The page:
Washington, D.C. – The board of directors of the Association of Governing Boards of Universities and Colleges, the nation’s premier association dedicated to governance in higher education, has released a timely and important statement on campus climate, inclusion, and civility.
After a year of protests, sit-ins, and public calls for an end to institutional policies that some decry as racist, sexist, and insensitive to marginalized communities, institutional governing boards are seeking guidance on how best to respond to the tensions roiling the nation’s campuses. The “AGB Board of Directors’ Statement on Governing Board Accountability for Campus Climate, Inclusion, and Civility” provides recommendations for leadership and essential questions to continue the discussion in boardrooms.
“This is a difficult and critical time for higher education,” said AGB Board Chair David Miles. “Stakeholders on campuses across the country are clamoring for change. In response, boards must engage with administration leaders to create safe, respectful spaces where all members of the university community can be heard and in which the primary values of our sector—institutional independence and academic freedom—are upheld.”
The statement, which is anchored in higher education’s foundational principles of diversity, inclusion, and freedom of expression, lists seven primary responsibilities of chief executives, governing boards, and institution leadership. They include:
- the demonstration of trust and confidence, on the part of the board, in the institution’s chief executive officer, to whom the board must delegate the authority to make critical, timely decisions;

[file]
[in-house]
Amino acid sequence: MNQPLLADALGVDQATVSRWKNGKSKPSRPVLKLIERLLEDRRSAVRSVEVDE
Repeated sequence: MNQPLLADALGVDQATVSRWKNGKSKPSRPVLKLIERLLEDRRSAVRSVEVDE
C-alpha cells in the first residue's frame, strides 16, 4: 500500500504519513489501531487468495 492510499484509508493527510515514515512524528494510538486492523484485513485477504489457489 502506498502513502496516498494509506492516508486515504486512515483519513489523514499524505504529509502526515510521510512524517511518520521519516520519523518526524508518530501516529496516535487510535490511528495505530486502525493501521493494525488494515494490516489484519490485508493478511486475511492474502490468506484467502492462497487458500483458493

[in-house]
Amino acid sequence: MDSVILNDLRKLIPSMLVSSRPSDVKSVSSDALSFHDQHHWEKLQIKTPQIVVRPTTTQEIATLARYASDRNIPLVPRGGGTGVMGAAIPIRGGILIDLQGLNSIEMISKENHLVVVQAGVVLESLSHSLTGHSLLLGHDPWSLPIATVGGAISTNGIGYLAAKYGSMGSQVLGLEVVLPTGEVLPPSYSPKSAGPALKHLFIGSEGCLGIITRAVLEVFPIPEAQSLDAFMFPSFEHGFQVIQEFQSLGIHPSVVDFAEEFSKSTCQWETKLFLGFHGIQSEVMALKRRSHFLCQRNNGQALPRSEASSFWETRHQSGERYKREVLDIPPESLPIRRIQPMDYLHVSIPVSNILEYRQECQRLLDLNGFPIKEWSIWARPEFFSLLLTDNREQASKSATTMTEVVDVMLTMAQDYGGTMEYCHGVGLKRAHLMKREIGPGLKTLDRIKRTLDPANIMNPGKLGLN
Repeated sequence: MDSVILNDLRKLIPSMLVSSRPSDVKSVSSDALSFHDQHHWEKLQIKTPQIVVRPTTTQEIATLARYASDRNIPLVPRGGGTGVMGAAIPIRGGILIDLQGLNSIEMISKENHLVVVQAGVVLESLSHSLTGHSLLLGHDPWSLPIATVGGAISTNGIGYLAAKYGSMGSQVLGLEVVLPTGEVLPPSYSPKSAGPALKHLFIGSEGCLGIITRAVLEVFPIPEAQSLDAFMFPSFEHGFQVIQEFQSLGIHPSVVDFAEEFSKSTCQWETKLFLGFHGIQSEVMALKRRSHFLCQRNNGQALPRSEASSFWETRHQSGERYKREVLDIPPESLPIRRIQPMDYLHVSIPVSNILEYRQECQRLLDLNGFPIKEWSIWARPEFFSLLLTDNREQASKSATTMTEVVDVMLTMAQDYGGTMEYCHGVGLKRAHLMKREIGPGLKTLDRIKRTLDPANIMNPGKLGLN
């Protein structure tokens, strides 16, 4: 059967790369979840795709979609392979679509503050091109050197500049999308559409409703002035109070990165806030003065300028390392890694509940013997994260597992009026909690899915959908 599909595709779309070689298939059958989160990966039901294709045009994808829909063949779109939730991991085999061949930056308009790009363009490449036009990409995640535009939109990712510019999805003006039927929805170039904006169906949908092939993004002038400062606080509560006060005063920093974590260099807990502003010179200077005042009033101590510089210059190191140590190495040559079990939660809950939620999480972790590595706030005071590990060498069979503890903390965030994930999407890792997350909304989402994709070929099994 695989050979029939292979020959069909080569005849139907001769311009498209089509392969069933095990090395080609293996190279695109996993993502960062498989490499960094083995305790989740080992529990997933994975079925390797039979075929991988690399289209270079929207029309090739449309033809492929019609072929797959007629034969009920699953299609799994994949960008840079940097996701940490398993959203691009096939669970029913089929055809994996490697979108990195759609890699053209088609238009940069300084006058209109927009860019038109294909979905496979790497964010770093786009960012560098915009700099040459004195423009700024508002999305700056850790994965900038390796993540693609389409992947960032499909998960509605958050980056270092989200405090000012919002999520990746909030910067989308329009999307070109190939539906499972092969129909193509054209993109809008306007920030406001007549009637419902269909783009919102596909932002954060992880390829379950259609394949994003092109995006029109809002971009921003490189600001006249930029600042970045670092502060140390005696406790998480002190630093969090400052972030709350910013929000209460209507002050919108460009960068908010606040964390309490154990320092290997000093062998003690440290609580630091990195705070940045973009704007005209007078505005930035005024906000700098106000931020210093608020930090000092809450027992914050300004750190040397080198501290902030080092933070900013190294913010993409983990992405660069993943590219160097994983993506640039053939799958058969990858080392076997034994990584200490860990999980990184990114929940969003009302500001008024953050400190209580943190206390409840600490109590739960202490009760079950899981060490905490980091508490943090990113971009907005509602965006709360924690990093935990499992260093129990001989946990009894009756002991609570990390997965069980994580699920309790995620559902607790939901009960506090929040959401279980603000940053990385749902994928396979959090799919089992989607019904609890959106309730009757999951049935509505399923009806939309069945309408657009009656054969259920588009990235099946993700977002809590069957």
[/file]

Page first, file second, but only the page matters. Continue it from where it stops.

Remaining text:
- transparency on the part of presidents, who must work in collaboration with their boards on campus climate issues;
- a periodic review of policies that impact campus climate, ensuring that they are current and consistent with institution mission and relevant laws and regulations;
- the exercise of the board’s fiduciary duty of care by ensuring the allocation of appropriate resources to address campus climate needs;
- the implementation of effective communication plans, with information flowing from board and institution leadership to campus community and back again;
- the creation of proactive, responsive, and adaptive governance practices, including those that create diversity on the board itself;
- direct engagement between boards and the campus communities they govern, to facilitate understanding between the two; and
- the championing of diversity and equal opportunity in the faculty and staff hiring and development process.
“In tackling this issue head-on, AGB is providing boards with the guidance they need, not just today, but as the conversation on civility and campus climate evolves,” said AGB President Richard D. Legon. “Our members can continue to look to AGB for resources and programming on this topic throughout the academic year.”
The full statement is available for download at www.AGB.org/statements.
Since 1921, the Association of Governing Boards of Universities and Colleges (AGB) has had one mission: to strengthen and protect this country’s unique form of institutional governance through its research, services, and advocacy. Serving more than 1,300 member boards, 1,900 institutions, and 40,000 individuals, AGB is the only national organization providing university and college presidents, board chairs, trustees, and board professionals of both public and private institutions and institutionally related foundations with resources that enhance their effectiveness.